Color Psychology: Orange You Glad?

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Yeah, yeah, cheesy working title, but thinking about orange just gets us giddy. This insanely cheerful color may invoke some Halloween-esque feelings, but decor wise, it’s super en vogue. We’re seeing it thrown everywhere, from accent pillows, to headboards, to little girl’s bedrooms. The color’s gender neutrality is definitely one of its greatest strengths!

Here’s what most color psychologists have concluded about the feelings this bright hue invokes:

Positive Traits of Orange:

  • Positivity
  • Sociable
  • Optimistic
  • Enthusiastic
  • Eye-catching
  • Informal

Negative Traits:

  • Superficiality
  • Overbearing
  • Exhibitionism
  • Egotism
  • Insincerity

Orange, as everyone knows, is a mix of yellow and red, balancing cheerfulness with intensity to bring you the best of both traits. Ironically, most likely due to its associations with Halloween, orange is often thought of as a cartoonish, vulgar color. Don’t let this scare you from using it around your home and in your wardrobe! A bold orange bag is exactly what this season calls for. Ready to turn some heads?

Here are our favorite orange swatches from our online discount fabric store. Happy browsing!

1: Neddick/Fresco in Orange Pop

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2: Deck Stripe in Orange

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3: Sundeck in Orange

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4: ODL Fish in Orange

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5: Capri in Orange

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Color Psychology: The Color Purple

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When we say purple, you think…

Princesses? Wine? Royalty? Maybe the timeless movie starring Oprah? We doubt you’re thinking spirituality.

But purple and violet are famously known to represent the internal harmony between body and soul. Purple is comprised of red and blue hues, red representing the physical, blue the spiritual. This is why purple is hailed as the union between our physical and spiritual energies.

If all that’s too meta for you, you can just admire purple for it’s easy-on-the-eyes femininity and daydream-like quality.

Purple is also associated with royalty: it’s depth and richness stir up feelings of power and awe. Violet, a purple derivative, is the color of humanitarianism, selflessness, humility, and wisdom. There are countless positive associations with the gorgeous hue, but purple has its “dark side”: it’s been associated with immaturity, being impractical, cynicism, arrogance, and fraud. So yes, purple strikes a real balancing act.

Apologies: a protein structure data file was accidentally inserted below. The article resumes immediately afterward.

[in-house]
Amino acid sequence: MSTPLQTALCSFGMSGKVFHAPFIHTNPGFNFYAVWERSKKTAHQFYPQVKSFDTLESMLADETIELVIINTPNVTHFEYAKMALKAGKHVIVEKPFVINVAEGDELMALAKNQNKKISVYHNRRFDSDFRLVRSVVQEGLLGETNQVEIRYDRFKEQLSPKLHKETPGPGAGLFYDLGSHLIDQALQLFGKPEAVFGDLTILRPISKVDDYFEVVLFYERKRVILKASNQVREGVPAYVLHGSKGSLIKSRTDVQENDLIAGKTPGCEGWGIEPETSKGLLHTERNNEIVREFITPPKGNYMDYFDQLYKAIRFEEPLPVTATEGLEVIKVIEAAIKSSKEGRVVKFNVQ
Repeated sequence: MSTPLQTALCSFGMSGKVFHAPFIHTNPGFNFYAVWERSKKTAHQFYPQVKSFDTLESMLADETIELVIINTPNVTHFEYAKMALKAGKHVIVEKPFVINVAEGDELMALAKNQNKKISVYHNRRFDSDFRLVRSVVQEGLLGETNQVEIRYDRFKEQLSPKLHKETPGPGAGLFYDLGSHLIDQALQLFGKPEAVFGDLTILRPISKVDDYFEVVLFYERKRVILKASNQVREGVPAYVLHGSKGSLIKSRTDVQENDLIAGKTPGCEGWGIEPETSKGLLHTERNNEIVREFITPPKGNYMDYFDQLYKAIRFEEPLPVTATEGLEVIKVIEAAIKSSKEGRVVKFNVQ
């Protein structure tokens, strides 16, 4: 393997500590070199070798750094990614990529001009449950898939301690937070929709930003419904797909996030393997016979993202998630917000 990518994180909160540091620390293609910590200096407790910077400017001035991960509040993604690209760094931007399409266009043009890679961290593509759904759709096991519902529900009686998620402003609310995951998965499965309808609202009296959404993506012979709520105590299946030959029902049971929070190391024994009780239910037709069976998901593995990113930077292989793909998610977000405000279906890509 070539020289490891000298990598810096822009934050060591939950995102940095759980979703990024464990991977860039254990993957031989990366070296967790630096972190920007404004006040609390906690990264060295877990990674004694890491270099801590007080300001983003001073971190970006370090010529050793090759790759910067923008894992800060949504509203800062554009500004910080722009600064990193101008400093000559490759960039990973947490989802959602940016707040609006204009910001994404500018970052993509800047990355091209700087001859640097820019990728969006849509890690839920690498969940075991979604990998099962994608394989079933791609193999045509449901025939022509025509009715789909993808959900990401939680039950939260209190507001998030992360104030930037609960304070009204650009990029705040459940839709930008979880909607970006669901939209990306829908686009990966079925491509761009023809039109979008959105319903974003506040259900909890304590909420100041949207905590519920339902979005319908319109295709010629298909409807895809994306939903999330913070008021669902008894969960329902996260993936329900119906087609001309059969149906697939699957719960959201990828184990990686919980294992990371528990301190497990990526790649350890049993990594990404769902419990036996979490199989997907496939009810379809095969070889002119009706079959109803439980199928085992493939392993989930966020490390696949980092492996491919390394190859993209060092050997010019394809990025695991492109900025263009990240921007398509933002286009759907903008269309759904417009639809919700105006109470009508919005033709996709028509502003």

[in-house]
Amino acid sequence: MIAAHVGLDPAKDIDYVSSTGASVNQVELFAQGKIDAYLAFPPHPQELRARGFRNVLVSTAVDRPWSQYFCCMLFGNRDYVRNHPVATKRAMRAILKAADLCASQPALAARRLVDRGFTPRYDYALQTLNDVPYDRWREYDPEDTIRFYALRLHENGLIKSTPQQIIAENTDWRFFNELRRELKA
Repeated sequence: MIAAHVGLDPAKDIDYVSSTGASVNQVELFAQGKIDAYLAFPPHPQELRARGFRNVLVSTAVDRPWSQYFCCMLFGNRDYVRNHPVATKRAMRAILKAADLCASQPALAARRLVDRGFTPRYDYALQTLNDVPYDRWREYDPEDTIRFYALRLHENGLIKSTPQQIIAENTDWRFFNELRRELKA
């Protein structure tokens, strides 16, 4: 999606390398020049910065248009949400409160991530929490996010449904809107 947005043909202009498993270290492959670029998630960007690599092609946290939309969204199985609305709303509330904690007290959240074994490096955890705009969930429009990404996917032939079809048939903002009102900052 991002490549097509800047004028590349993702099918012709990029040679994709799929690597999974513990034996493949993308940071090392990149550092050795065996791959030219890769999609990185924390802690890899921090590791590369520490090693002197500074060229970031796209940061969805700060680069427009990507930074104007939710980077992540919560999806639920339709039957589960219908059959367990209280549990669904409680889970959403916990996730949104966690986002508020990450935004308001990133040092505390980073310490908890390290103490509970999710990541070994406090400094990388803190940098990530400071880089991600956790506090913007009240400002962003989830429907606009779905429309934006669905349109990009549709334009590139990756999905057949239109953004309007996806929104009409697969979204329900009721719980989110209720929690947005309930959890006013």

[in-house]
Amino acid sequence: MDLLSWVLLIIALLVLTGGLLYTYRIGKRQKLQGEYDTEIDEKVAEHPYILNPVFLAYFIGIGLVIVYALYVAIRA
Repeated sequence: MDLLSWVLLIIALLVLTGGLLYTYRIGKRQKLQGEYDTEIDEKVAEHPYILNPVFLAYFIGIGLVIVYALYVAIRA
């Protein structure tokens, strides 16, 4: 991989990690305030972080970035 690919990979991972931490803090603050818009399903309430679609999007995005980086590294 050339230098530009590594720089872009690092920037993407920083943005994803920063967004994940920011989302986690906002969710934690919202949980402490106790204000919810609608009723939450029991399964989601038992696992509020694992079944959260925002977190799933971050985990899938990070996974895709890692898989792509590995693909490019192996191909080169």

Let’s talk home decor. You may think violet is reserved for strictly for your little girl’s bedroom, but take a second look. The use of purple elements, in shades ranging from deep eggplant to sugary lilac, has been slowly gaining a cult following among designers. Just check out this gallery of stunning purple home decor: the inspiration never stops.
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The real beauty of purple lies in its unique, chameleon-like quality to encompass all sides of the color spectrum: from deep and mature  to lighthearted and playful, purple does it all with grace and charm. Purple carries whole rooms: go crazy with a bold purple chaise, popstar-violet wallpaper, or subtle touches of aubergine to add sophistication to a space.

Check out these violet variations from our purple collection of discount luxury fabrics:

Darjeeling:

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Charlotte Square:

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Wanderlust;

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So are you ready to add some synergy to your home? Merge your materialistic and spiritual sides with some bold pops of purple. Tell us about your purple journey in the comments below, and be sure to check out the Barras Fabrics blog for more color psychology!

 

Color Psychology- We’re Seeing Red

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Can you tell we’ve got the holiday spirit?

The color red is iconically Christmas, invoking those warm, bright, cozy feelings of the holiday season. Twinkling lights, fuzzy blankets, and ugly sweaters feature this spicy hue, adding to our positive associations with the fiery color. Red is equated with love, lust, and positive energy, but has a dark side we’re usually not conscious of.

The color red is associated with the more animalistic side of human emotions. In fact, pink is really the most representative color of love, while red expresses lust and desire. The underlying reason for this is red is the complement of human physicality: blood, flesh, and physical movement, as opposed to soft pink which is representative of the emotional side of love.

So here’s the semi-frightening news: Red’s animalistic undercurrents stimulate us in ways we’re not even consciously aware of.

Studies have shown that students performed poorer on tests printed in red ink. Red hues can stimulate anger, agitation, and hot-headedness, causing our hearts to race faster and our minds to lose focus. The color red is often coupled with feelings of revenge, despair, and illicit passion, which ties back to its association with base human physicality and desire.